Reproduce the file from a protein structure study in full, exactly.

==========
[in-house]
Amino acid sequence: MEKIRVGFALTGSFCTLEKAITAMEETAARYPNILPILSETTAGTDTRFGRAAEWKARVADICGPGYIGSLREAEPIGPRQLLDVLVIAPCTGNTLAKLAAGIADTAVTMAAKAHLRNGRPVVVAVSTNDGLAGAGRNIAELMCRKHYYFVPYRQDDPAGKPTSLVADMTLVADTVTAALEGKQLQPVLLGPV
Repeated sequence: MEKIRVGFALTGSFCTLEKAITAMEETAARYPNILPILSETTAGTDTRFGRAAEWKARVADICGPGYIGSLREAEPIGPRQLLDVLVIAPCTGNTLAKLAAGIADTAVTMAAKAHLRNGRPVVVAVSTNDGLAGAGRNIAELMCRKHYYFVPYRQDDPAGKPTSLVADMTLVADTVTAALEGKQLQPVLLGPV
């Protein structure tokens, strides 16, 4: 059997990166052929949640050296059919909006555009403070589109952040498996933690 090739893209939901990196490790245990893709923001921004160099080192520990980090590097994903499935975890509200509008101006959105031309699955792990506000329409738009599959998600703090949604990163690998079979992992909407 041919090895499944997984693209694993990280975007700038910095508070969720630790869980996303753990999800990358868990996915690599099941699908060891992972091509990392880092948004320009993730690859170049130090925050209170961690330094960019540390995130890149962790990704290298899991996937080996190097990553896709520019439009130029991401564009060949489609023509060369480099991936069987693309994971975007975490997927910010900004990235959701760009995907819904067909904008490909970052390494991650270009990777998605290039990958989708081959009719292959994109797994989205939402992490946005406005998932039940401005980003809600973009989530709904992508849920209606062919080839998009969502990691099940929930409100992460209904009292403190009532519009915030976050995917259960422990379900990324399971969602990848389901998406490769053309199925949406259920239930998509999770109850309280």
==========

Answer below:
[in-house]
Amino acid sequence: MEKIRVGFALTGSFCTLEKAITAMEETAARYPNILPILSETTAGTDTRFGRAAEWKARVADICGPGYIGSLREAEPIGPRQLLDVLVIAPCTGNTLAKLAAGIADTAVTMAAKAHLRNGRPVVVAVSTNDGLAGAGRNIAELMCRKHYYFVPYRQDDPAGKPTSLVADMTLVADTVTAALEGKQLQPVLLGPV
Repeated sequence: MEKIRVGFALTGSFCTLEKAITAMEETAARYPNILPILSETTAGTDTRFGRAAEWKARVADICGPGYIGSLREAEPIGPRQLLDVLVIAPCTGNTLAKLAAGIADTAVTMAAKAHLRNGRPVVVAVSTNDGLAGAGRNIAELMCRKHYYFVPYRQDDPAGKPTSLVADMTLVADTVTAALEGKQLQPVLLGPV
């Protein structure tokens, strides 16, 4: 059997990166052929949640050296059919909006555009403070589109952040498996933690 090739893209939901990196490790245990893709923001921004160099080192520990980090590097994903499935975890509200509008101006959105031309699955792990506000329409738009599959998600703090949604990163690998079979992992909407 041919090895499944997984693209694993990280975007700038910095508070969720630790869980996303753990999800990358868990996915690599099941699908060891992972091509990392880092948004320009993730690859170049130090925050209170961690330094960019540390995130890149962790990704290298899991996937080996190097990553896709520019439009130029991401564009060949489609023509060369480099991936069987693309994971975007975490997927910010900004990235959701760009995907819904067909904008490909970052390494991650270009990777998605290039990958989708081959009719292959994109797994989205939402992490946005406005998932039940401005980003809600973009989530709904992508849920209606062919080839998009969502990691099940929930409100992460209904009292403190009532519009915030976050995917259960422990379900990324399971969602990848389901998406490769053309199925949406259920239930998509999770109850309280």